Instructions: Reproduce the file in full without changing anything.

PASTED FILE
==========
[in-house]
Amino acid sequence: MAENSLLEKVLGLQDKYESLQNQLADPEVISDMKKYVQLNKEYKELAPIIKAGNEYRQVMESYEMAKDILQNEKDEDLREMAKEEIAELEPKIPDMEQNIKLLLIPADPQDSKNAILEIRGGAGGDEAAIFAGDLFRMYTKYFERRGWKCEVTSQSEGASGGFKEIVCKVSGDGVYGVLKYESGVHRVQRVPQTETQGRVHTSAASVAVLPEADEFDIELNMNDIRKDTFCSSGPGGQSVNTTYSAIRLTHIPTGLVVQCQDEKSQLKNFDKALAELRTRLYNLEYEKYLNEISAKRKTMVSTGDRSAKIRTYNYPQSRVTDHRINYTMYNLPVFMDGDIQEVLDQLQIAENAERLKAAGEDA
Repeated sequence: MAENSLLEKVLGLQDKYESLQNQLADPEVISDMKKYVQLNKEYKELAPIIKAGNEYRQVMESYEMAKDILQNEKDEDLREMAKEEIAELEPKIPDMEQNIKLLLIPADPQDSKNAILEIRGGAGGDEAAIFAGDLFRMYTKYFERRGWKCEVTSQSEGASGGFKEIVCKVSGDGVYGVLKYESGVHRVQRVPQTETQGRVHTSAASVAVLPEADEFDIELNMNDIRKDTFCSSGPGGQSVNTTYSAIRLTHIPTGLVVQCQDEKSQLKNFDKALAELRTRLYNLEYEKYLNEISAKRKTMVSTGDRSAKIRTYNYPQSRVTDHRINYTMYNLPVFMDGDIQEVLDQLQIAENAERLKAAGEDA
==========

[in-house]
Amino acid sequence: MAENSLLEKVLGLQDKYESLQNQLADPEVISDMKKYVQLNKEYKELAPIIKAGNEYRQVMESYEMAKDILQNEKDEDLREMAKEEIAELEPKIPDMEQNIKLLLIPADPQDSKNAILEIRGGAGGDEAAIFAGDLFRMYTKYFERRGWKCEVTSQSEGASGGFKEIVCKVSGDGVYGVLKYESGVHRVQRVPQTETQGRVHTSAASVAVLPEADEFDIELNMNDIRKDTFCSSGPGGQSVNTTYSAIRLTHIPTGLVVQCQDEKSQLKNFDKALAELRTRLYNLEYEKYLNEISAKRKTMVSTGDRSAKIRTYNYPQSRVTDHRINYTMYNLPVFMDGDIQEVLDQLQIAENAERLKAAGEDA
Repeated sequence: MAENSLLEKVLGLQDKYESLQNQLADPEVISDMKKYVQLNKEYKELAPIIKAGNEYRQVMESYEMAKDILQNEKDEDLREMAKEEIAELEPKIPDMEQNIKLLLIPADPQDSKNAILEIRGGAGGDEAAIFAGDLFRMYTKYFERRGWKCEVTSQSEGASGGFKEIVCKVSGDGVYGVLKYESGVHRVQRVPQTETQGRVHTSAASVAVLPEADEFDIELNMNDIRKDTFCSSGPGGQSVNTTYSAIRLTHIPTGLVVQCQDEKSQLKNFDKALAELRTRLYNLEYEKYLNEISAKRKTMVSTGDRSAKIRTYNYPQSRVTDHRINYTMYNLPVFMDGDIQEVLDQLQIAENAERLKAAGEDA